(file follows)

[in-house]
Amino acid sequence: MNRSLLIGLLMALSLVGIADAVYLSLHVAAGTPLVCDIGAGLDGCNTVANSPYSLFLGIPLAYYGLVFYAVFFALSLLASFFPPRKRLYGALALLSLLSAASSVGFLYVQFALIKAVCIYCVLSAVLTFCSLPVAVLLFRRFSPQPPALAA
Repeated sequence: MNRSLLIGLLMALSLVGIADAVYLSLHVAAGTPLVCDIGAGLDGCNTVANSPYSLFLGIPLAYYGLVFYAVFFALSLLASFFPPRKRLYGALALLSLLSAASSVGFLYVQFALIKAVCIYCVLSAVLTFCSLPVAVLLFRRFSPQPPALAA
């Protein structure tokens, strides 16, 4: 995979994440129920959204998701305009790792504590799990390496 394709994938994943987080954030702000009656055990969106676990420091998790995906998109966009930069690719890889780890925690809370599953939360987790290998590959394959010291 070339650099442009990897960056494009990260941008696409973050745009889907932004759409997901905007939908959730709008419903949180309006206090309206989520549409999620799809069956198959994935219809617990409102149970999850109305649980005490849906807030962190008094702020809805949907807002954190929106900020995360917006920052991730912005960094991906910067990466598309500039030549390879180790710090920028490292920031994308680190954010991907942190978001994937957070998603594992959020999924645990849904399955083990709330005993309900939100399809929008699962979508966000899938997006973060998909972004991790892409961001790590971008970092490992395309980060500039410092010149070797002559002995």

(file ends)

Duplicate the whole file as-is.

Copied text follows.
[in-house]
Amino acid sequence: MNRSLLIGLLMALSLVGIADAVYLSLHVAAGTPLVCDIGAGLDGCNTVANSPYSLFLGIPLAYYGLVFYAVFFALSLLASFFPPRKRLYGALALLSLLSAASSVGFLYVQFALIKAVCIYCVLSAVLTFCSLPVAVLLFRRFSPQPPALAA
Repeated sequence: MNRSLLIGLLMALSLVGIADAVYLSLHVAAGTPLVCDIGAGLDGCNTVANSPYSLFLGIPLAYYGLVFYAVFFALSLLASFFPPRKRLYGALALLSLLSAASSVGFLYVQFALIKAVCIYCVLSAVLTFCSLPVAVLLFRRFSPQPPALAA
């Protein structure tokens, strides 16, 4: 995979994440129920959204998701305009790792504590799990390496 394709994938994943987080954030702000009656055990969106676990420091998790995906998109966009930069690719890889780890925690809370599953939360987790290998590959394959010291 070339650099442009990897960056494009990260941008696409973050745009889907932004759409997901905007939908959730709008419903949180309006206090309206989520549409999620799809069956198959994935219809617990409102149970999850109305649980005490849906807030962190008094702020809805949907807002954190929106900020995360917006920052991730912005960094991906910067990466598309500039030549390879180790710090920028490292920031994308680190954010991907942190978001994937957070998603594992959020999924645990849904399955083990709330005993309900939100399809929008699962979508966000899938997006973060998909972004991790892409961001790590971008970092490992395309980060500039410092010149070797002559002995």